How Personal Disruption Can Lead to Professional Growth

Imagine reframing disruption as opportunity, and adopting the perspective that:

“It’s not a problem. You are always learning.”

That’s how executive coach Whitney Johnson opened her talk in a webinar titled “Thriving in Disruption,” as part of the 100 Leaders Live webinar series. Whitney is the CEO of WLJ Advisors, a “human capital consultancy.”

I learned this from her bio: “She is an expert on helping high-growth organizations develop high-growth individuals. Whitney is an award-winning author, world-class keynote speaker, frequent lecturer for Harvard Business School’s Corporate Learning and an executive coach and advisor to CEOs. In 2017, she was selected from more than 16,000 candidates as a ‘Top 15 Coach’ by Dr. Marshall Goldsmith.”

Her opening comment during the webinar was actually a quote – it’s something her guide said after a hike during her visit to Machu Picchu in Peru with her daughter. Johnson tells the story:

“It was grueling––the kind of hike that gives you a tremendous sense of accomplishment at the finish. I expected it to be hard. I didn’t expect it to be scary. But as we approached the summit, it was. We were on a path no more than four feet wide. No guardrail. Had I slipped—had my daughter slipped—had anyone stumbled, they would likely have plunged to their death, thousands of feet below. I was terrified. I suggested to our guide we turn back. But we were so close, I soldiered on.” (source)

Later, Johnson queried the guide about his work. “Is this hard?” When he replied, “It’s not a problem. You are always learning,” she was so moved by his answer that she now uses it as a mantra to underscore that the fundamental unit of growth in any organization is the individual.

Disruptive Innovation Is Not Limited to Organizations

Whitney Johnson’s belief in the individual as the core unit of growth surfaced during her time working with disruptive innovation expert Clay Christensen. That led her to conclude that disruptive innovation didn’t just apply to organizations; it also applied to individuals.

Creating a personal disruption requires an S-curve cycle of “Learn, Leap, and Repeat.” It introduces cognitive dissonance as the person experiencing the disruption holds on both to her current self or concept and to a different self or concept at the same time.

You May be Undergoing a Personal Disruption

Johnson’s concept of personal disruption certainly applies to what is happening as a result of the coronavirus pandemic. Take a minute to think about the many changes you have made since last March. The word “zoom” now means much more than a car going fast or a camera focusing in. If you are like me, you are using words like “asynchronous” and “synchronous” without much concern that colleagues will know what you mean. And, you are stretching yourself, sometimes wondering whether you might break!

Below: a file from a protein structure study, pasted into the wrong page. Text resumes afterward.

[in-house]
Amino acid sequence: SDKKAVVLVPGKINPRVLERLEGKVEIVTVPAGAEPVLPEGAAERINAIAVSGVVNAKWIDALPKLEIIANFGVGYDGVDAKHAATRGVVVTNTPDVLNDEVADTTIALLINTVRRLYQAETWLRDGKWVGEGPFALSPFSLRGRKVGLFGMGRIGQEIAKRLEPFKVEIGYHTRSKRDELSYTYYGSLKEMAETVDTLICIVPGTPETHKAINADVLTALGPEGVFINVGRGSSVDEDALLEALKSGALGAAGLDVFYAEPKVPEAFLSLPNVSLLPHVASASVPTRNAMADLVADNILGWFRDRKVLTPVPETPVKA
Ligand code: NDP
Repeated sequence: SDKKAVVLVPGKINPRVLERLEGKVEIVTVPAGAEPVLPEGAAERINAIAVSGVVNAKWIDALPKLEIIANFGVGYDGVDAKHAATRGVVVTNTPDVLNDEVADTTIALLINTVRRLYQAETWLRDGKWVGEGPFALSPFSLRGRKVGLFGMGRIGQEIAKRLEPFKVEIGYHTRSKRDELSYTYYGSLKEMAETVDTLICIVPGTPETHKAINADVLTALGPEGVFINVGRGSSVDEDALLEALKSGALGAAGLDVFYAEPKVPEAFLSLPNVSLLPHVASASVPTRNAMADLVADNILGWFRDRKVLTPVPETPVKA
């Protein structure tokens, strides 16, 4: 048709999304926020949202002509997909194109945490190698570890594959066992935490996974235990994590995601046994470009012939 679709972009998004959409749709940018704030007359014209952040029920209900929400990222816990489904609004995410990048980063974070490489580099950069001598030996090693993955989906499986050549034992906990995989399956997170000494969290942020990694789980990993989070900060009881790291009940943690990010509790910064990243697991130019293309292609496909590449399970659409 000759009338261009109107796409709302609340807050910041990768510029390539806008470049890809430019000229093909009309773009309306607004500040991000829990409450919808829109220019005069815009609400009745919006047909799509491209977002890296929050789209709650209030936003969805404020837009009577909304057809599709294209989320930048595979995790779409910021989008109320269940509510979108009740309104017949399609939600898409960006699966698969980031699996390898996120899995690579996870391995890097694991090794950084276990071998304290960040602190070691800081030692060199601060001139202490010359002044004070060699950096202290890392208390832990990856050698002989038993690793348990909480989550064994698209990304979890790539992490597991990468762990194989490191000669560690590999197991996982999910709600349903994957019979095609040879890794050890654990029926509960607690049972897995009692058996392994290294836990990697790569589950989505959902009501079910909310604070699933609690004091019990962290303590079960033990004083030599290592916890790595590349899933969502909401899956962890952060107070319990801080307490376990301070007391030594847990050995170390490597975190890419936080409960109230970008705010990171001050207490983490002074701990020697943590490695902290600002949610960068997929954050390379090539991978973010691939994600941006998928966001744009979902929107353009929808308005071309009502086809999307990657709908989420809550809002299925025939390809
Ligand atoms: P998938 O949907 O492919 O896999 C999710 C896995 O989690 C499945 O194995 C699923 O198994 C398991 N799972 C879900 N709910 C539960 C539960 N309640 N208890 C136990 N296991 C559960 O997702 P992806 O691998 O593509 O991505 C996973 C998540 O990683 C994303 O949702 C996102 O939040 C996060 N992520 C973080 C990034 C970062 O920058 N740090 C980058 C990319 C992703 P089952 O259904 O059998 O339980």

All this is part of the Personal Disruption Framework process, according to Johnson.

During the webinar, Johnson focused on two of the seven components: Step back to grow and Play to your distinctive strengths.

✻ Step Back to Grow

Think about this concept. You crouch before you jump. A baseball pitcher steps back before moving forward. Johnson told stories about four people who were invited to “step back” into a different role to develop specific expertise. In every case, the “invited person” felt demoted, yet over time, the skills they developed propelled them into key leadership positions. To read more about this concept listen to Johnson’s podcasts here, or read this or this.

✻ Play to Your Distinctive Strengths

Just as we can’t always see our areas in need of improvement, we sometimes don’t recognize our strengths. Johnson suggests four questions to help you pinpoint your hidden strength(s) and identify areas you want to strengthen more:

  1. What exasperates you? If you assume that everyone should be able to understand a concept that you understand – or possess a skill that you’ve mastered – you may be identifying a hidden strength. For example, Johnson pointed to a rather extreme example where former Ford Motor Company President Alan Mulally noted anyone could successfully run a multi-national company.
  2. What do I daydream about? Your daydreams may be signaling a desire to add a skill or do something different that you sense will play to your strengths. I remember years ago hearing about a new movement in Alabama to improve public education called A+ and started thinking about how exciting and fulfilling it might be to join that fledging nonprofit. Now, almost thirty years later, I’m grateful that daydream turned into reality for me.
  3. Who do you admire and why? Many people decide to follow in the footsteps of those they admire or at least learn more about what makes them tick. And, even if you don’t become the next Jane Goodall, or whoever you admire, you can learn more about that person’s skills, interests, and talents and incorporate those into your way of being.
  4. What compliments do you dismiss? Johnson suggests that you write those compliments down and think about them for she believes those compliments you may resist accepting are pointing to your genius.

Learn more!

Intrigued? You can learn more about Whitney Johnson, her work, and her resources here at her website. Her book Disrupt Yourself has a new pandemic-aware introduction and is a good place to learn more about her concept of riding the “S-curve” of personal learning and growth. The title of her earlier book, Build an A-Team: Play to Their Strengths and Lead Them Up the Learning Curve, may prove irresistible to many school leaders.

So, explore! And perhaps next time you face a problem, you’ll remember what that Machu Picchu guide said: “You’re always learning.”